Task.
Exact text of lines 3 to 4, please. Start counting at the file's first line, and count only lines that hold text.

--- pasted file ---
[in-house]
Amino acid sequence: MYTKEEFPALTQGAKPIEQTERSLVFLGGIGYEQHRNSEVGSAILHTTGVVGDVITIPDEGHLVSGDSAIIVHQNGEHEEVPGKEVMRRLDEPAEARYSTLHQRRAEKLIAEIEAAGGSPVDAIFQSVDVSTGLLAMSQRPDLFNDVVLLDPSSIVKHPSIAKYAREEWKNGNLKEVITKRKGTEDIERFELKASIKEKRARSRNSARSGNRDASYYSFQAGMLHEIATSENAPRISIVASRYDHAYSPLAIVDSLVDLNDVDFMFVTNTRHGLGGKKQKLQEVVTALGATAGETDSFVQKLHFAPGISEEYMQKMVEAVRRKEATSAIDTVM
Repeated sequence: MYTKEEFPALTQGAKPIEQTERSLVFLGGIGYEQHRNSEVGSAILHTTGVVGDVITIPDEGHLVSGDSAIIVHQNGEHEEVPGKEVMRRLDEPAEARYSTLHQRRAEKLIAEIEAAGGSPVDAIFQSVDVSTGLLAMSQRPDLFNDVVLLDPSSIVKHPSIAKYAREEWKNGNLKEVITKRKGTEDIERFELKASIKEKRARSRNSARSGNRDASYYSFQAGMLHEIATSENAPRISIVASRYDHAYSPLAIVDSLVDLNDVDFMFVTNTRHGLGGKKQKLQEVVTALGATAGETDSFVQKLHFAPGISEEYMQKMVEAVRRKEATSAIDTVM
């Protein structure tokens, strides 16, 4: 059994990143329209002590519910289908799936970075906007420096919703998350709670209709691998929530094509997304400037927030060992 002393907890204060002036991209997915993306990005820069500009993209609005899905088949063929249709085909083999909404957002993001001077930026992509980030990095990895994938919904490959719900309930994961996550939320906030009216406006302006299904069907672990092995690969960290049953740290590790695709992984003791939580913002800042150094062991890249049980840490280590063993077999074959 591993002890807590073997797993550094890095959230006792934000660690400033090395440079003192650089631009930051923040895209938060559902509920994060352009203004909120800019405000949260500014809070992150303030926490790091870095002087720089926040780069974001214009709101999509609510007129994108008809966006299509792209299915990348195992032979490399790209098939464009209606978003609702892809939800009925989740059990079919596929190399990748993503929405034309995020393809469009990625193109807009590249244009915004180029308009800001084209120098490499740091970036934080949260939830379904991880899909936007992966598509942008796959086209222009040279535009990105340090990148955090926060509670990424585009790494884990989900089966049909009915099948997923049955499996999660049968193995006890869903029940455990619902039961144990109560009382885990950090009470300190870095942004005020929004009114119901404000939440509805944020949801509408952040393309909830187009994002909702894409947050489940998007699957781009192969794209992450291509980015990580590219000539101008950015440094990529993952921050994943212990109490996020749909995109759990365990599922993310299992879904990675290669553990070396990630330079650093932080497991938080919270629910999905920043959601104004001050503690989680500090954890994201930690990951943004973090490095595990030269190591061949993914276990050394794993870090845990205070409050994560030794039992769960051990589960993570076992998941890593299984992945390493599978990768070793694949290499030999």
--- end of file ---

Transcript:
Repeated sequence: MYTKEEFPALTQGAKPIEQTERSLVFLGGIGYEQHRNSEVGSAILHTTGVVGDVITIPDEGHLVSGDSAIIVHQNGEHEEVPGKEVMRRLDEPAEARYSTLHQRRAEKLIAEIEAAGGSPVDAIFQSVDVSTGLLAMSQRPDLFNDVVLLDPSSIVKHPSIAKYAREEWKNGNLKEVITKRKGTEDIERFELKASIKEKRARSRNSARSGNRDASYYSFQAGMLHEIATSENAPRISIVASRYDHAYSPLAIVDSLVDLNDVDFMFVTNTRHGLGGKKQKLQEVVTALGATAGETDSFVQKLHFAPGISEEYMQKMVEAVRRKEATSAIDTVM
């Protein structure tokens, strides 16, 4: 059994990143329209002590519910289908799936970075906007420096919703998350709670209709691998929530094509997304400037927030060992 002393907890204060002036991209997915993306990005820069500009993209609005899905088949063929249709085909083999909404957002993001001077930026992509980030990095990895994938919904490959719900309930994961996550939320906030009216406006302006299904069907672990092995690969960290049953740290590790695709992984003791939580913002800042150094062991890249049980840490280590063993077999074959 591993002890807590073997797993550094890095959230006792934000660690400033090395440079003192650089631009930051923040895209938060559902509920994060352009203004909120800019405000949260500014809070992150303030926490790091870095002087720089926040780069974001214009709101999509609510007129994108008809966006299509792209299915990348195992032979490399790209098939464009209606978003609702892809939800009925989740059990079919596929190399990748993503929405034309995020393809469009990625193109807009590249244009915004180029308009800001084209120098490499740091970036934080949260939830379904991880899909936007992966598509942008796959086209222009040279535009990105340090990148955090926060509670990424585009790494884990989900089966049909009915099948997923049955499996999660049968193995006890869903029940455990619902039961144990109560009382885990950090009470300190870095942004005020929004009114119901404000939440509805944020949801509408952040393309909830187009994002909702894409947050489940998007699957781009192969794209992450291509980015990580590219000539101008950015440094990529993952921050994943212990109490996020749909995109759990365990599922993310299992879904990675290669553990070396990630330079650093932080497991938080919270629910999905920043959601104004001050503690989680500090954890994201930690990951943004973090490095595990030269190591061949993914276990050394794993870090845990205070409050994560030794039992769960051990589960993570076992998941890593299984992945390493599978990768070793694949290499030999």